But, we’ve also made sure we’ve explored Nerja and got to know it well. And, the more we’ve got to know it, the more we’ve really grown to like it. Initially, we thought it would largely be an ex-pat community, and so not somewhere we’d keep going back to. It obviously does have a large Brit community, but it’s also much loved by Scandinavians, Dutch and Germans – if licence plates are anything to go by – bringing a much more cross-cultural feel. And whilst there are bars by the beach, showing football and serving all day breakfasts and Sunday roasts, these don’t dominate. If you want this you can have it, but there’s also so, so much more. And that’s what we like about Nerja. It’s easy if you want it to be, but if you want to absorb a bit more of Spain, you can do that too.
There are lots of urbanisations, up on the surrounding hills – typical modern, white washed town houses, with balconies and roof terraces if you are high enough. And, because they are built on hills, most aren’t overlooked and all will have some kind of a view of the sea, even if you need to stand on your tip toes and squint. But, from wherever you are if you are up here, it’s only a shortish walk down to the beach and the old town. There are buses, and if you take the car, plenty of car parks. The old town, with its large plaza, winding cobbled streets, white washed buildings and the famous Balcon de Europa, is very, very beautiful.
Balcon de Europa
Balcón de Europa is a beautiful pedetrianized balcony, from where you can look over the Mediterranean sea, and is one of the most popular places in Andalucía. It has spectacular panoramic views of the Sierra Almijara mountain range and the coast with its beautiful beaches, sandy coves and rocky outcrops.
The main beach in Nerja seems to be Burriana. It’s extensive and is large enough to accommodate lots of people without the feeling of being hemmed in. Multiple bars, restaurants, shops (selling everything you could need for a day at the beach as well as many, many clothing stores) and estate agencies, line the road along the beach. And, on the beach, there are even more bars and restaurants. Our favourite part of Burriana is to the far right as you look in from the sea. The bars are a bit more chilled and laid back, and the restaurants not lined with staff trying to persuade you to come in. The kind of places where if you do come in, great. If not, you’ll probably come in, on your next visit. The final bar is definitely our preferred one – very Moroccan in feel, with big sofas, lanterns, throws and a feeling of space. The added advantage is that just in front, but far enough away to stop you feeling over-crowded, are super comfy sun loungers and big cabana beds, with billowing curtains. Maybe because this is right at the end of the beach, and so not in the melee of volleyball nets and water sport hire cabins, it always seems quite empty when we go. Perfect!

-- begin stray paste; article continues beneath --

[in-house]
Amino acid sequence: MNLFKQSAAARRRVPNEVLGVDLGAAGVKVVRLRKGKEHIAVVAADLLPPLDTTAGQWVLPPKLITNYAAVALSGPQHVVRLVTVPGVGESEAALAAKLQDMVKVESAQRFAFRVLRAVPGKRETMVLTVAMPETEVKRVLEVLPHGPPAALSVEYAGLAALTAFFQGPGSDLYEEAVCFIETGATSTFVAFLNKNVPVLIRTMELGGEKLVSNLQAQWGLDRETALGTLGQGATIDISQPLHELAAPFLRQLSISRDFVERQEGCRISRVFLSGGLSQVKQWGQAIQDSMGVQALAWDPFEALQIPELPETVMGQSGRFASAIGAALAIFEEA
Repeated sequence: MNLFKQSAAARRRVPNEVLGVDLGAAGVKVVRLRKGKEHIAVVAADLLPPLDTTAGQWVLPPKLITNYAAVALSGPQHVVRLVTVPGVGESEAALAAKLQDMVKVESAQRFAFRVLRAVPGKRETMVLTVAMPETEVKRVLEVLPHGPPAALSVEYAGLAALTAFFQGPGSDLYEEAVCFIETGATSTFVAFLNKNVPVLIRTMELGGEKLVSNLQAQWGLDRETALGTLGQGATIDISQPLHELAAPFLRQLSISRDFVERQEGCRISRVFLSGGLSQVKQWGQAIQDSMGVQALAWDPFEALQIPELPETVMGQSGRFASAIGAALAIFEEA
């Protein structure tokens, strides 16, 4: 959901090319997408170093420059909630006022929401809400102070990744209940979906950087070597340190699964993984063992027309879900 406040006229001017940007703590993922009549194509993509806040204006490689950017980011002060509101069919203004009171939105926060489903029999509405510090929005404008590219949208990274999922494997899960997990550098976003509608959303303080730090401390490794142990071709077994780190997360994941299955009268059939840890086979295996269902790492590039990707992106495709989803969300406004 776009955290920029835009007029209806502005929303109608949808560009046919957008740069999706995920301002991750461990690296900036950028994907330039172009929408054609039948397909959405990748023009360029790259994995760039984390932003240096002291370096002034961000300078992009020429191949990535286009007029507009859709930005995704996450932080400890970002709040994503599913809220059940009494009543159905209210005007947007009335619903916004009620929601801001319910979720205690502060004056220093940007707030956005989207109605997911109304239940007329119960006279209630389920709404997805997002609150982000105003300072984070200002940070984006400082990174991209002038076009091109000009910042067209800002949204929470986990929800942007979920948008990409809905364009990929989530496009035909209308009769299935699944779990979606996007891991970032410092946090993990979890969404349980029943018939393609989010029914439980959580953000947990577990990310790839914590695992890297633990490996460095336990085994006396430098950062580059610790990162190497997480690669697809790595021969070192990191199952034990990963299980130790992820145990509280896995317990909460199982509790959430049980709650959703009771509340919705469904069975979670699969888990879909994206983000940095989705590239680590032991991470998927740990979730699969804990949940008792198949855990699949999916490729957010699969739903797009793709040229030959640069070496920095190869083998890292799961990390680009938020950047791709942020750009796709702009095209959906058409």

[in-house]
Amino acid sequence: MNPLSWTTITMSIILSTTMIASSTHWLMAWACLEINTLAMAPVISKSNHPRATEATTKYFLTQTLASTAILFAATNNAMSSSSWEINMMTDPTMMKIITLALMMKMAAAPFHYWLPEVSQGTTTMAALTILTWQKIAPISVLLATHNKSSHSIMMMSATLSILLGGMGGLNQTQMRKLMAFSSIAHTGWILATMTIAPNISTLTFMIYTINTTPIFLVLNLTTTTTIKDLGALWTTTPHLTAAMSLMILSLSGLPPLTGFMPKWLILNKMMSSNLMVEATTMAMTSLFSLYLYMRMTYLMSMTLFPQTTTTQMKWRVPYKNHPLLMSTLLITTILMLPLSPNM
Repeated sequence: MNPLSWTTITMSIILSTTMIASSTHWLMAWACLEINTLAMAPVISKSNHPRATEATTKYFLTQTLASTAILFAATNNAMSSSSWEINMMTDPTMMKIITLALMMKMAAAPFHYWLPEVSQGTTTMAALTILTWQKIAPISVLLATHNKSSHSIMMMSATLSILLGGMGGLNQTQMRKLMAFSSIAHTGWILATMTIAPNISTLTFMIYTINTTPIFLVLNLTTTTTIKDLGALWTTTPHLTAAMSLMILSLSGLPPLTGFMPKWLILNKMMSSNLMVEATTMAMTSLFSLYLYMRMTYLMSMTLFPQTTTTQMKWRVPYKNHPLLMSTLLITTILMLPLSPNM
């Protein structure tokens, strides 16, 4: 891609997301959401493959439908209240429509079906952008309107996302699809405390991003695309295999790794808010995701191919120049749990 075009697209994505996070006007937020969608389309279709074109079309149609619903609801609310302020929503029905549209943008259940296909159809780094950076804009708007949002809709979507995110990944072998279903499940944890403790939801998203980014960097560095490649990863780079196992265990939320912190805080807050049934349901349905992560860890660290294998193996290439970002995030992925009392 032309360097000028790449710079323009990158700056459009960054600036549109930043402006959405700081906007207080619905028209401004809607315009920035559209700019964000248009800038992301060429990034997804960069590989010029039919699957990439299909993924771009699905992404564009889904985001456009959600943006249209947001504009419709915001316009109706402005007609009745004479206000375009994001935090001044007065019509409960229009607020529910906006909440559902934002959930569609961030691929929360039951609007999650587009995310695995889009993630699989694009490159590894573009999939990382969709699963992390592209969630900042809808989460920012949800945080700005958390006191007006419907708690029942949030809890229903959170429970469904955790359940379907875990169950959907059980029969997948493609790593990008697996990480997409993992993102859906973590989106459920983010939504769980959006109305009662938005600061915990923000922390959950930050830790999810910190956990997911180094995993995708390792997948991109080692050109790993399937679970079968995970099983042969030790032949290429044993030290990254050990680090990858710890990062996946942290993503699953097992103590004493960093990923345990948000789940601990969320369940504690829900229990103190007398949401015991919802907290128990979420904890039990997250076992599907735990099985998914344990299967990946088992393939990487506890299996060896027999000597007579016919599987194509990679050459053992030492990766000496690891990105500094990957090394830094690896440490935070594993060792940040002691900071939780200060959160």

It’s definitely not always sunshine on Burriana Beach – we have experienced torrential rain and flooding, too…
There is another beach – Calahonda – underneath Balcon de Europa, which is very pretty, although more of a large cove than a beach.
Nerja Old Town
Like all Andalucian towns and villages, white is the predominant colour for buildings, with the odd pop of colour here and there. And, like all Andalucian towns and villages, once off the main plaza. the streets wind up and around and down, making them a pleasure to explore, especially when it’s cooler. As Nerja is quite large, there are a lot of shops and restaurants, so if you want retail therapy followed by a slap up meal, it’s the place for you.